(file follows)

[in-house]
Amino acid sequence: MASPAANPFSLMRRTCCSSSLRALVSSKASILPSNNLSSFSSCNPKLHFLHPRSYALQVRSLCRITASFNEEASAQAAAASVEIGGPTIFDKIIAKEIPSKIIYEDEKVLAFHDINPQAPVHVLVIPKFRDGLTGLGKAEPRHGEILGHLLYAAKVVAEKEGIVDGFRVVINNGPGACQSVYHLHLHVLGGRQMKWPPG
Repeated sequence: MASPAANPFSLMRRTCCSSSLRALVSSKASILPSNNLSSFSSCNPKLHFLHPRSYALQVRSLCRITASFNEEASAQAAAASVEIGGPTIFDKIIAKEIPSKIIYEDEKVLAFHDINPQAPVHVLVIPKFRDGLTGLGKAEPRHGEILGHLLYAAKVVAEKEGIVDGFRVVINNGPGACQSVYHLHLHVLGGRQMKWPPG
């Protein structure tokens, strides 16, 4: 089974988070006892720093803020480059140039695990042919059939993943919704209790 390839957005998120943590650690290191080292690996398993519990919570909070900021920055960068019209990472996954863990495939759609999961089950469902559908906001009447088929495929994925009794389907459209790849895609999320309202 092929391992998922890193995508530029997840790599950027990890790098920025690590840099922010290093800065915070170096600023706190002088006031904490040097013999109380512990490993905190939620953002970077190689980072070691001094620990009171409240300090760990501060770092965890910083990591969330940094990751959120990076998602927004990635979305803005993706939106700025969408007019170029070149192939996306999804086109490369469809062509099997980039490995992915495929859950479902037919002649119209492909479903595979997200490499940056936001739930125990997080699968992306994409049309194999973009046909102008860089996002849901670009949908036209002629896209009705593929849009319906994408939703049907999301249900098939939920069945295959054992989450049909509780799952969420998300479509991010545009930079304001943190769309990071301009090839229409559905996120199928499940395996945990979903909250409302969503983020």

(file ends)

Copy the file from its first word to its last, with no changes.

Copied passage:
[in-house]
Amino acid sequence: MASPAANPFSLMRRTCCSSSLRALVSSKASILPSNNLSSFSSCNPKLHFLHPRSYALQVRSLCRITASFNEEASAQAAAASVEIGGPTIFDKIIAKEIPSKIIYEDEKVLAFHDINPQAPVHVLVIPKFRDGLTGLGKAEPRHGEILGHLLYAAKVVAEKEGIVDGFRVVINNGPGACQSVYHLHLHVLGGRQMKWPPG
Repeated sequence: MASPAANPFSLMRRTCCSSSLRALVSSKASILPSNNLSSFSSCNPKLHFLHPRSYALQVRSLCRITASFNEEASAQAAAASVEIGGPTIFDKIIAKEIPSKIIYEDEKVLAFHDINPQAPVHVLVIPKFRDGLTGLGKAEPRHGEILGHLLYAAKVVAEKEGIVDGFRVVINNGPGACQSVYHLHLHVLGGRQMKWPPG
């Protein structure tokens, strides 16, 4: 089974988070006892720093803020480059140039695990042919059939993943919704209790 390839957005998120943590650690290191080292690996398993519990919570909070900021920055960068019209990472996954863990495939759609999961089950469902559908906001009447088929495929994925009794389907459209790849895609999320309202 092929391992998922890193995508530029997840790599950027990890790098920025690590840099922010290093800065915070170096600023706190002088006031904490040097013999109380512990490993905190939620953002970077190689980072070691001094620990009171409240300090760990501060770092965890910083990591969330940094990751959120990076998602927004990635979305803005993706939106700025969408007019170029070149192939996306999804086109490369469809062509099997980039490995992915495929859950479902037919002649119209492909479903595979997200490499940056936001739930125990997080699968992306994409049309194999973009046909102008860089996002849901670009949908036209002629896209009705593929849009319906994408939703049907999301249900098939939920069945295959054992989450049909509780799952969420998300479509991010545009930079304001943190769309990071301009090839229409559905996120199928499940395996945990979903909250409302969503983020």